On Aug 7, 2005, at 9:47 AM, Mark Miller wrote:
The C2 wiki has also been having problems recently, from both spam flooding and an edit war (with automated scripts controlled by two parties constantly pinging between two versions of some pages). Arguably, however, the response to those problems -- to sometimes restrict access using a password for large IP ranges -- has been as detrimental to the usefulness of the wiki as the spam or the edit war itself. See WikiWikiWeb and ShortMessagesWikiWikiWeb.
Here is my suggestion for a "reviewed wiki" that would address these problems, but without making it harder to contribute to the wiki for either regular or new users.
A reviewed wiki would have two versions of each page:
There are links at the top of each page that switch between reviewed, unreviewed, and a side-by-side diff of the two. Links between pages stay in the current mode. Change bars mark paragraphs that are different between the two versions. Tools are provided to see which of the pages you are able to review have unreviewed changes (e.g. listed by time since first unreviewed change, or by the extent of changes).
(This is in addition to any historical revision control support, e.g. as already provided by the Wikimedia software: http://en.wikipedia.org/w/index.php?title=Main_Page&action=history . In that case you would have revision histories for both the reviewed and unreviewed versions, with links showing corresponding revisions.)
If you create a page, you get the authority to review it, you can delegate that authority, and you can revoke any delegations. The *default* option when creating a page (except for HomePages, see below) automatically delegates its review authority to some set of trusted reviewers for this wiki. This is so that if you lose interest in a page, it will still be reviewable (you can override this and keep exclusive review authority, but it is in your interest not to in most cases). The wiki operator(s) can also delete any page or revoke/ transfer any review authority (to delete spam that is squatting on useful page names, for instance).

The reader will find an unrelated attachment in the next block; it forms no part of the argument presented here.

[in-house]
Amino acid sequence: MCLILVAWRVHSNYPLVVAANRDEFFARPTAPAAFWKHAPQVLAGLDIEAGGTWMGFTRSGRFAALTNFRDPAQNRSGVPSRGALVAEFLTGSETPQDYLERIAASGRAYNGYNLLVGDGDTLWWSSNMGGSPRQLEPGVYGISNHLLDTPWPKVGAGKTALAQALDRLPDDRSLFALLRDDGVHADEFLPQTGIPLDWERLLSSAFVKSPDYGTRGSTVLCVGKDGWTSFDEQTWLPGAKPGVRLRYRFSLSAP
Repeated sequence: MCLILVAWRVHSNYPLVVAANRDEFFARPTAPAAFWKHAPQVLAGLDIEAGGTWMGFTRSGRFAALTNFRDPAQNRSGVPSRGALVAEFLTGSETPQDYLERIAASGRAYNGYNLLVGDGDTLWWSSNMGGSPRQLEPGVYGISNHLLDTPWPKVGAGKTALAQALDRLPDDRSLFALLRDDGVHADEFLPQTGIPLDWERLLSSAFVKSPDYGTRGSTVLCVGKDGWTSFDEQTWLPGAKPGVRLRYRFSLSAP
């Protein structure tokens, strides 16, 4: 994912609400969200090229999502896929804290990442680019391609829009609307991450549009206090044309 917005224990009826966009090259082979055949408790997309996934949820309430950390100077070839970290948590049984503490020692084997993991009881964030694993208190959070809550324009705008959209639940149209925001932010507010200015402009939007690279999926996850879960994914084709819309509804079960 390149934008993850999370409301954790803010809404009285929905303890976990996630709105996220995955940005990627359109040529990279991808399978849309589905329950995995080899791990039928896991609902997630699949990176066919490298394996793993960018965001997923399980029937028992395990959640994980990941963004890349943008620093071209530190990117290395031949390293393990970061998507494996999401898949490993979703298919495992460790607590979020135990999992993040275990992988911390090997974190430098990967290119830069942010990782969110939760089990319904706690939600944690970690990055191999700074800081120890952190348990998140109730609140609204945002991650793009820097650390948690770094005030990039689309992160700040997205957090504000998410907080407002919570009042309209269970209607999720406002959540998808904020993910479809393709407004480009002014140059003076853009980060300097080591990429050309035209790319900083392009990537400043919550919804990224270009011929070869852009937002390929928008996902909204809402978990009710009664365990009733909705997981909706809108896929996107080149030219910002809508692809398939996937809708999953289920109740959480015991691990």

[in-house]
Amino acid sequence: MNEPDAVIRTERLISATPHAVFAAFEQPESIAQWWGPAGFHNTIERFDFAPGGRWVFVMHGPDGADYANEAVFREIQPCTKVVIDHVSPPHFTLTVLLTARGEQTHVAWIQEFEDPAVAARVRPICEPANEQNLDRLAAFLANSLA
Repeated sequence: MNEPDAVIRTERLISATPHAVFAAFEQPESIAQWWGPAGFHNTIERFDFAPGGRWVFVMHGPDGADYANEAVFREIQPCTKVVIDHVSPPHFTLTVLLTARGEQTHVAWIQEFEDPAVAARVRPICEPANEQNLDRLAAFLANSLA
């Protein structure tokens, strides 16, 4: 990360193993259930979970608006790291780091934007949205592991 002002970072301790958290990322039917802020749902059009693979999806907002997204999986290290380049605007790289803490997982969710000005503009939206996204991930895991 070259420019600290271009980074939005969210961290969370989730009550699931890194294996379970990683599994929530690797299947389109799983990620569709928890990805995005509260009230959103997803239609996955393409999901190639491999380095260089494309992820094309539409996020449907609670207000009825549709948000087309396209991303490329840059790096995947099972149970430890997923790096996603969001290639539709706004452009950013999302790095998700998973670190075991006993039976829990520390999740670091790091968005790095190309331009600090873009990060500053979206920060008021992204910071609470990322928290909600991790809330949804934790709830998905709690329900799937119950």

On most wikis, there is a UserName mechanism that is used on various tools pages to report which user made an edit (an IP address or hostname is reported for anonymous users). This UserName is also by convention the name of the user's HomePage, if they have one. On reviewed wikis this convention should be enforced: when you create a page, there is an option to designate it as your HomePage, which also sets your UserName (and disables the default delegation of the page's review authority to trusted reviewers). This is the only way of setting your UserName -- which effectively enforces a first-come, first-served policy for UserNames on each wiki. Of course, these are pseudonyms, not True Names (any policy that prefers the use of RealNames on a given wiki [UseRealNames, Wiki:RealNamesPlease] notwithstanding).
The ability to quickly change between reviewed and unreviewed wikis means that users who just want the most up-to-date view, and don't care about whether they see spam, edit wars, personal attacks, inaccurate technical information, etc., can have what they want without undue interference. This takes into account an important lesson (IMHO) from C2: different parts of the user community have very different opinions about how much these problems matter, and some may consider measures taken to prevent or limit them as doing more harm than good. An edit war, spam flood, etc. that is only affecting a small proportion of the content of a large wiki should not lead to heavy-handed global restrictions on editing.
Note that as well as providing a reviewed version of the wiki content, an important goal is to decrease the incentive to attack the wiki in the first place. If attackers know that *by default*, most users won't see the result of their efforts, then presumably they will have less incentive for an attack. Also it is possible to use robots.txt to tell search engines to index only the reviewed wiki, which would eliminate what is apparently the main incentive to post spam.
Something like this would make wikis useful for applications where there is a particular person/group/organization that wants to be in control of the content and to enforce a level of quality or accuracy, but also be open to external contributions (this could include the official documentation and web pages for practically any open-source software project, voluntary organisation, etc.) Currently wikis are used only occasionally for this kind of application, and when they are used, they must either implement password-based access control, or rely on security-through-obscurity. Even trivial access controls can be enough to put off casual contributors, who might otherwise have turned into important long-term contributors. -- DavidHopwood?